Three years after a fierce opposition to alleged Indian investment in the media, Nepal's new government is now thinking of liberalising this sector, including allowing up to 49 percent foreign direct investment.
After the fall in April of King Gyanendra's regime that had imposed harsh restrictions on the media, the new seven-party alliance (SPA) that came to power on the wings of a mass revolt pledged to democratise the media and formed a commission of journalists to advise on how to improve the sector.
The media commission has submitted its report to Prime Minister Girija Prasad Koirala, recommending that transparent foreign investment up to 49 percent should be allowed in the national media. However, to safeguard national interests, the managerial chief and editorial staff should be Nepalis.
The recommendation comes three years after the Nepali media unitedly opposed the launch of a new Nepali daily, the Annapurna Post.
Around 2002, a new publishing house, the International Media Network, launched an English daily, the Himalayan Times, and triggered a price war among the existing dailies. The fierce competition caused an English daily, the Space Times, to fold up.
Alarmed at the way the new daily began capturing the market, the existing newspapers began a campaign when it announced the launch of a Nepali daily. The campaign was mainly based on the allegation that the dailies were funded by Indian investors and were intended to be used for propaganda by the Indian government.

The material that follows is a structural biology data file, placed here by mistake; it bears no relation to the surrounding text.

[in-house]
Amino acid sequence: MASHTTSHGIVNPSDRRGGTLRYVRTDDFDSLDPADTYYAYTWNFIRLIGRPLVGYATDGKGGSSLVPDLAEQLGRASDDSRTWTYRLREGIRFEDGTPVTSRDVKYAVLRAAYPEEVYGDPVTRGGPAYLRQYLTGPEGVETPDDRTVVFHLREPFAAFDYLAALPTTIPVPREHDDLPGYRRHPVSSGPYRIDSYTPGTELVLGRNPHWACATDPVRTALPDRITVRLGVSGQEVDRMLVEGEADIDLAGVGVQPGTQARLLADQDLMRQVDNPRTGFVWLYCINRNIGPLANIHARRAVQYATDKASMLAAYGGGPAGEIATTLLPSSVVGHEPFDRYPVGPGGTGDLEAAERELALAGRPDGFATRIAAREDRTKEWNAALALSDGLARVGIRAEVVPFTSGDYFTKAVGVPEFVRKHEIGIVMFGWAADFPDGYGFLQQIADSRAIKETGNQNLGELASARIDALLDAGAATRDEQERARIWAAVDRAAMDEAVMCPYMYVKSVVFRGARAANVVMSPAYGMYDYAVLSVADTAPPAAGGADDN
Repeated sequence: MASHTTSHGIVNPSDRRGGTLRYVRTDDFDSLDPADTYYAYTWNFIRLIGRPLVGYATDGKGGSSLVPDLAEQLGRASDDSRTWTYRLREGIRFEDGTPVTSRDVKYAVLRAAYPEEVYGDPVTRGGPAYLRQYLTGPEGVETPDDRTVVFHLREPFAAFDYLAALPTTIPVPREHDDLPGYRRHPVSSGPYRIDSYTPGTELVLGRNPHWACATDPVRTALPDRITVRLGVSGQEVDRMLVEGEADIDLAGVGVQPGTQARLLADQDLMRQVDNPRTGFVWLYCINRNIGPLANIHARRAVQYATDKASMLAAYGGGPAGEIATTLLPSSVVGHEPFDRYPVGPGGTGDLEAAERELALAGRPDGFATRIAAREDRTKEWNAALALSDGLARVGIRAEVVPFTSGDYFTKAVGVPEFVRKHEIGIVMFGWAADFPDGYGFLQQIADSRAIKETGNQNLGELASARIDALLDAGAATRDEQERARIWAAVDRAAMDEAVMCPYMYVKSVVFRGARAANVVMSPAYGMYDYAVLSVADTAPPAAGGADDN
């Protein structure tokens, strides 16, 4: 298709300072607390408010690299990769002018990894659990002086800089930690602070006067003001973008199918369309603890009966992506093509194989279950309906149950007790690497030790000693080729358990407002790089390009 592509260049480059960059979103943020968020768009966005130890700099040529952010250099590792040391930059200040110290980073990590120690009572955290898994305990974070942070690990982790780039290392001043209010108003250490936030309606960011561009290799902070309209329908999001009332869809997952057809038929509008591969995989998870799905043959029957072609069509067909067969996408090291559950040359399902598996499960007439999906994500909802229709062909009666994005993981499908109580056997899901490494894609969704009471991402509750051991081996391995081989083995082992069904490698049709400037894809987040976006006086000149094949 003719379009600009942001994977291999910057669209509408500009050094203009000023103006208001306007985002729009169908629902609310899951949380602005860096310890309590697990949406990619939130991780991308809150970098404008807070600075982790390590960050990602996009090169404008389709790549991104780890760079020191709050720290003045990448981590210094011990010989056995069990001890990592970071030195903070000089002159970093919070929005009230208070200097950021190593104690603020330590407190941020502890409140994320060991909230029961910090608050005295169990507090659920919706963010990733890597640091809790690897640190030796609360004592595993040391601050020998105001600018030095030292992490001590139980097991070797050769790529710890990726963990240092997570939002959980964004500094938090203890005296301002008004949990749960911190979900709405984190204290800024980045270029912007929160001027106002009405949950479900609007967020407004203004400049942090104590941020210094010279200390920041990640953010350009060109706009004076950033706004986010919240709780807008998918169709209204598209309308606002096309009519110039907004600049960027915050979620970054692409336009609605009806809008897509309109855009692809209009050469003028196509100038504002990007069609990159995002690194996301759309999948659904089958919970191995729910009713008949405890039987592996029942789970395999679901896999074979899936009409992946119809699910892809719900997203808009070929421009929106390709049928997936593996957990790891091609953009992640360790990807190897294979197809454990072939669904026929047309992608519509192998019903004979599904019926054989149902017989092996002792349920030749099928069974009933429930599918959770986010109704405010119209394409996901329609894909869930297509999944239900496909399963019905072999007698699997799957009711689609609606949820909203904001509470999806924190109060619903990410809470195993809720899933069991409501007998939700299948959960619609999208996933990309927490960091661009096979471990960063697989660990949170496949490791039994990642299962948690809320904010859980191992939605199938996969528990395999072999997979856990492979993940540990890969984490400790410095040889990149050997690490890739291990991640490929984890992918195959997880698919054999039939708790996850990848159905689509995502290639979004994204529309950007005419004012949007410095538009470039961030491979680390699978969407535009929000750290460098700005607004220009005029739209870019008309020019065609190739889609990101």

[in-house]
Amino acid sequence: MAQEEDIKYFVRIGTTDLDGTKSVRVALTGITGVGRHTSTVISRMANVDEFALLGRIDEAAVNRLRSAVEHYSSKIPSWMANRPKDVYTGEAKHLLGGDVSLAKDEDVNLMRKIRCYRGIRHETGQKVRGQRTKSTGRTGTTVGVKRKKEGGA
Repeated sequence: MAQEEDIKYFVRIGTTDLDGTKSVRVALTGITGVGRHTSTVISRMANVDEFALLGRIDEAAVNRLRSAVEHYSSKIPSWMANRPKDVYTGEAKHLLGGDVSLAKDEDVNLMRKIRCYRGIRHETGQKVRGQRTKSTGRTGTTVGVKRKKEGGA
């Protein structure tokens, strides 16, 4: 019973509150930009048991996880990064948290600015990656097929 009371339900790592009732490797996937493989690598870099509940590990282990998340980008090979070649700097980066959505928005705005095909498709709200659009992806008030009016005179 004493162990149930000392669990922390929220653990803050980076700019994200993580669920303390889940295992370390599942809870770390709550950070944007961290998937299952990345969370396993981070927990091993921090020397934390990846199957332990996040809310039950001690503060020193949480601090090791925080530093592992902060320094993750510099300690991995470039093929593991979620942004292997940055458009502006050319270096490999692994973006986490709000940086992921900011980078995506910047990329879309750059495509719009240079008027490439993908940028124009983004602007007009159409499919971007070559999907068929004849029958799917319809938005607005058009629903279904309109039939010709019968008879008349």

Though Nepal's laws regarding FDI in the media remain hazy about allowing foreign capital, the campaign at times turned violent, with attacks on the two dailies' office and vans.
But now, there could be a sea change with the prime minister asking Information and Communications Minister Dilendra Prasad Badu to implement the recommendations.
In another revolutionary move, the media body has asked the government to allow the private sector to open news agencies. Currently, there is only one, the state-owned National News Agency, an "unprofessional" organisation used as the government mouthpiece.
The other state-run media organisations, including the Gorkhapatra daily, Nepal Television and Radio Nepal, which were grossly misused during the royal regime to defend the king's power grab by a coup, could also undergo a transformation if the recommendations are heeded.
The commission has advocated that the private sector should take over the state dailies while the TV and radio channels should become public broadcasting institutions.
To guide the media, the commission has also mooted establishing an information and communications commission that should lay down guidelines regarding the extent of freedom of speech, press rights and people's right to information.
Interestingly, the commission has made reference to a proposal floated by the army during the king's direct rule to run FM stations. Though it was granted licence by the royal regime, the plan was dropped after the ouster of the regime.